“Hi, Maga. It’s Abby.”

“Oh, Abby dear, hello! Are you on your way to the soccer game?”

“You are right on track with our schedule.”

“What’s that?”

“Yes, we are. I’m in the car now which is why I’m calling a bit earlier than usual. And which is why it’s a bit loud in the background.”

“I checked the Denver Post and couldn’t find out what channel the game would be on. Do you think it’ll be broadcast?”

“I imagine it would. But maybe on a cable channel like ESPN or something.”

“Oh, they wouldn’t have that listed in the paper. What time does it start?”

“7pm here, so 8pm there.”

We went back and forth about the time for awhile. I never was sure if she just couldn’t hear me or if my severely jet lagged, 4am wake up call brain was hindering my already tentative at best math skills, so I switched gears.

“What are your Thanksgiving plans?”

“J and P, flying home from Hawaii right now, will come over to the care center.”

“Oh, how wonderful!”

“Well, not really. The food they serve here will be for old people.”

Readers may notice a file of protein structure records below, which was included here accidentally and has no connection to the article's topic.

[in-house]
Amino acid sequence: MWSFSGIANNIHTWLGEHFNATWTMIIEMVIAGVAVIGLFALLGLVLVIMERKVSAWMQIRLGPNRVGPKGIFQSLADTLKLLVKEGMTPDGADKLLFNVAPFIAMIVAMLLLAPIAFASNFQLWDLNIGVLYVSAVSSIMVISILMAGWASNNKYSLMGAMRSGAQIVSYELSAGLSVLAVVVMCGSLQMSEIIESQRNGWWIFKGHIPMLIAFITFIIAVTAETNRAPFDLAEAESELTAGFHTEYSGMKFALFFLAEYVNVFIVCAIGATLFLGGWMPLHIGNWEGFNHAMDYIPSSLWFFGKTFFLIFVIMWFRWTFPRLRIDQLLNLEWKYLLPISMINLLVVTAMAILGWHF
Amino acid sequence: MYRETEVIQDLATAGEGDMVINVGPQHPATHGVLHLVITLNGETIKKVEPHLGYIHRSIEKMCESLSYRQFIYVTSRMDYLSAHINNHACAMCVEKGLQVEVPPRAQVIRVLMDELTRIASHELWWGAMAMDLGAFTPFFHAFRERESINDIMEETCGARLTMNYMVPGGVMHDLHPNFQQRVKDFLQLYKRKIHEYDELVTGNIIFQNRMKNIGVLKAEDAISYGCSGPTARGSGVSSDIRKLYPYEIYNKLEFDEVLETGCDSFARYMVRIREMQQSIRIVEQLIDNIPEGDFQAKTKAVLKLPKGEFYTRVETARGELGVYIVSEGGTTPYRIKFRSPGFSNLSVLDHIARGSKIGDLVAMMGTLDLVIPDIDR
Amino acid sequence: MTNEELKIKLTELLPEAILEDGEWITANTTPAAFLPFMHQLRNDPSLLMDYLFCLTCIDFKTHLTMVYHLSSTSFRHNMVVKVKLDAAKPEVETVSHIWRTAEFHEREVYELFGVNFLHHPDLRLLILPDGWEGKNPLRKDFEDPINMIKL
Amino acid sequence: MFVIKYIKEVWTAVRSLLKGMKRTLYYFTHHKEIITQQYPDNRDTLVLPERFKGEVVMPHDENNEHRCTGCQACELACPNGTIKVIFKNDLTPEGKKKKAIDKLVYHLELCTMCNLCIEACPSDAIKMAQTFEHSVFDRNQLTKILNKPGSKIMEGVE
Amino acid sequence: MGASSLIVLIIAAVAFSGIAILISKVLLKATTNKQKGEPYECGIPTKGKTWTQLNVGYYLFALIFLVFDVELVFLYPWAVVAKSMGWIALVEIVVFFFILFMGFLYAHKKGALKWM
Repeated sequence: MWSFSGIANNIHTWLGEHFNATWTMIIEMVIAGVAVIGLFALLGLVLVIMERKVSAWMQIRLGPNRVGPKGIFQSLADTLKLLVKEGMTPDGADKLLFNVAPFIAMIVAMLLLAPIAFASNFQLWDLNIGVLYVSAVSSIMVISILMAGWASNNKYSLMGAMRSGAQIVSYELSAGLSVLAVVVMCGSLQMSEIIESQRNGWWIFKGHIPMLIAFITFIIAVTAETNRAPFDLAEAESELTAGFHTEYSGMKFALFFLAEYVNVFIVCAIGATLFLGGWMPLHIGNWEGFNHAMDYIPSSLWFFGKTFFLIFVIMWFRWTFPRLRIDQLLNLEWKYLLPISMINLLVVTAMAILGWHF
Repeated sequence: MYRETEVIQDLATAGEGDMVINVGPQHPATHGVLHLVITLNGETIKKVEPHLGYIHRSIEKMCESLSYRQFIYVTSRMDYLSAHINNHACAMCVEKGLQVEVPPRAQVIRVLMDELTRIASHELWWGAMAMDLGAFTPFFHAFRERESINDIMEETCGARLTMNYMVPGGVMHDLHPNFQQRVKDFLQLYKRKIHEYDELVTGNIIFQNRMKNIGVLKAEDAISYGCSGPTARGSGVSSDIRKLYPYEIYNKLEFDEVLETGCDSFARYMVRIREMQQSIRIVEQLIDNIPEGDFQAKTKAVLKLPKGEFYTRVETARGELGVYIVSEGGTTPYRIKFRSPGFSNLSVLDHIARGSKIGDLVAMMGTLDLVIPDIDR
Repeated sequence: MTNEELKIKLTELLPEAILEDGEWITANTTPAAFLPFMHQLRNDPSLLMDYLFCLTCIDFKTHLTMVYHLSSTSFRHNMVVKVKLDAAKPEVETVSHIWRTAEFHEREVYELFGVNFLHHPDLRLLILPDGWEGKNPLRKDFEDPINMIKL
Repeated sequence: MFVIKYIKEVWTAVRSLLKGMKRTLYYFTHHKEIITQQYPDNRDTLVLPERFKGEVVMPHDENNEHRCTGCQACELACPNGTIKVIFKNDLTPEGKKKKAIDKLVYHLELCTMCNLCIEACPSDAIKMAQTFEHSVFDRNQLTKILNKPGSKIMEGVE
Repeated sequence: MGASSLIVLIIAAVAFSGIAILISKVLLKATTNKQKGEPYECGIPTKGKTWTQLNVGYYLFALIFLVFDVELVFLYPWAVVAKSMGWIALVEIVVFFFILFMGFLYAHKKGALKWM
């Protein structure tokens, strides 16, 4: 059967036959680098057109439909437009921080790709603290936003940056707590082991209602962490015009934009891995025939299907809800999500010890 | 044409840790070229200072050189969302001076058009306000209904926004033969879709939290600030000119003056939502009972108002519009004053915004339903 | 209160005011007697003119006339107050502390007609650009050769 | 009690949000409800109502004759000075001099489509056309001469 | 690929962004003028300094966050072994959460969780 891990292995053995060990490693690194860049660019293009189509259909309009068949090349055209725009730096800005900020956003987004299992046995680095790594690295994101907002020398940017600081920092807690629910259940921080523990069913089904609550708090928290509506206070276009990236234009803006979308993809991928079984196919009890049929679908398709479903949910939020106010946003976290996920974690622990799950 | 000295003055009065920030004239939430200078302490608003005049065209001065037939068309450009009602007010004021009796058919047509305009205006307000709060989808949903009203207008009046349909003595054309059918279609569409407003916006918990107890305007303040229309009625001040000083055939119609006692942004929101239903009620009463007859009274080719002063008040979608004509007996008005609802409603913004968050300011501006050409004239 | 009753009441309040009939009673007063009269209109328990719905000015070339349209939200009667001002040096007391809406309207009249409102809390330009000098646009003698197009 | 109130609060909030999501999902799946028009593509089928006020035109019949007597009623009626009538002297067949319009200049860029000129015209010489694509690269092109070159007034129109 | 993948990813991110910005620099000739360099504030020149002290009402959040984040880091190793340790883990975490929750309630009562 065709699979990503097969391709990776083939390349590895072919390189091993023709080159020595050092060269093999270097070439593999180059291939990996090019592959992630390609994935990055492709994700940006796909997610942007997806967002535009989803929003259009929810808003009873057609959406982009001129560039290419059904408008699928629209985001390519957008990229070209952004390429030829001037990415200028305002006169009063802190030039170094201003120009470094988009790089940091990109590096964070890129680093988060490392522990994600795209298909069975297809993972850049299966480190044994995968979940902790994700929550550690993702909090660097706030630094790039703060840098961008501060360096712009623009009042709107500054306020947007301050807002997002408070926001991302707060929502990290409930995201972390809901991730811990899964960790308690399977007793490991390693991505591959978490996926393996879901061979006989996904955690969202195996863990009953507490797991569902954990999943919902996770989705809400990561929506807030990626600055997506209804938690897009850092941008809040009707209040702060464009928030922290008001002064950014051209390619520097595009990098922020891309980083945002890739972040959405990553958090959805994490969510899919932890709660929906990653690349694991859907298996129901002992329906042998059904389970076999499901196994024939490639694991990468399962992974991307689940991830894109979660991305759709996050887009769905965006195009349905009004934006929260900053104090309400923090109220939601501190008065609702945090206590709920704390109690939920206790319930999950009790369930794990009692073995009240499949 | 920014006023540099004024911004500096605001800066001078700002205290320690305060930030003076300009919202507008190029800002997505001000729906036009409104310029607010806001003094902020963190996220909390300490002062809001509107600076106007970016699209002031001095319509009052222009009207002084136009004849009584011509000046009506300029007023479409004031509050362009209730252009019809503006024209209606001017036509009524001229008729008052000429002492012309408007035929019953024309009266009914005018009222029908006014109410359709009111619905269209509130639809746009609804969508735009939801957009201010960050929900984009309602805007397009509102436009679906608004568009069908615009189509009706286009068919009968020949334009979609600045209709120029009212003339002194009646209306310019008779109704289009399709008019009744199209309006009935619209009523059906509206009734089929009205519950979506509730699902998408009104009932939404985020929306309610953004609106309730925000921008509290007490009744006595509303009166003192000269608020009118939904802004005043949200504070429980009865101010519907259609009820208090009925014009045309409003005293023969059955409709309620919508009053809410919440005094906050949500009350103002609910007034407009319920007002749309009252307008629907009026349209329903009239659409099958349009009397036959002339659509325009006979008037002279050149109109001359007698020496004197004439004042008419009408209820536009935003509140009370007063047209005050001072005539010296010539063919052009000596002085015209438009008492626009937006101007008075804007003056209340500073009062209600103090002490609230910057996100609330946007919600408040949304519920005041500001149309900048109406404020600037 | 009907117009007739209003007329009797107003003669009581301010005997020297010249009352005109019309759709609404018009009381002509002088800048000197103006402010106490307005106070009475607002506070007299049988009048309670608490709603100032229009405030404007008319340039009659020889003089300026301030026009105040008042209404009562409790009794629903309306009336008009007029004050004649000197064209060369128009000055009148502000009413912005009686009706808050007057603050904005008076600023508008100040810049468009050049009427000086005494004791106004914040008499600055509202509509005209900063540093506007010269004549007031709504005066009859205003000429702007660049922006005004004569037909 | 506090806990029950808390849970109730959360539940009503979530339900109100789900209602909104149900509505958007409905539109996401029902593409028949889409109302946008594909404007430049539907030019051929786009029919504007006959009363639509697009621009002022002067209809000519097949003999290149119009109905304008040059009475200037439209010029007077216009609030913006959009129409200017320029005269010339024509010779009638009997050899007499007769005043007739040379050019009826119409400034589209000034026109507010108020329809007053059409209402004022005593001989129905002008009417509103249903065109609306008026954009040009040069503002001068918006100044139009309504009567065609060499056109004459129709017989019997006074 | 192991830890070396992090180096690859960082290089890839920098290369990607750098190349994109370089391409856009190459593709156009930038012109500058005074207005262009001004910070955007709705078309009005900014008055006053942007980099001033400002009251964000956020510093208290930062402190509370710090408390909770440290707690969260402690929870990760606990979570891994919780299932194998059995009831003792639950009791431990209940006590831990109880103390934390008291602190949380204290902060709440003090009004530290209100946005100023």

“Well, yes. That’s probably true, so maybe focus on the company you’ll have instead.”

“Yes. Good point. I should do that. And how many will be there with you?”

“13. M already has the table all set and it’s gorgeous.”

“Oh my! That’s a lot. A packed house!”

We went over the details of the guests and, again, I think she guessed who was going to be there more than she could actually hear me. It was a combination of ambient car noise + the tone of my voice. She sometimes can’t hear my tone so instead of repeating myself, I have to think of another way to say something so the vowels and consonants rearrange into a deeper tone of voice she can hear.

Unfortunately this time, there were limited options on how to say the guests’ names.

“Oh, Abby. Hold on. There’s someone at the door. Yes, hello. Who are you, please?”

It was someone to take her blood, so I quickly tried to disengage before she could tell the person to come back later. It takes a village to raise a child, and, addendum, make sure the elderly (who have decades of making their own decisions) take proper care of themselves.

Because even though we won’t be at the same Thanksgiving table, I want to keep Maga’s (relative) good health on my list of things to be thankful for.

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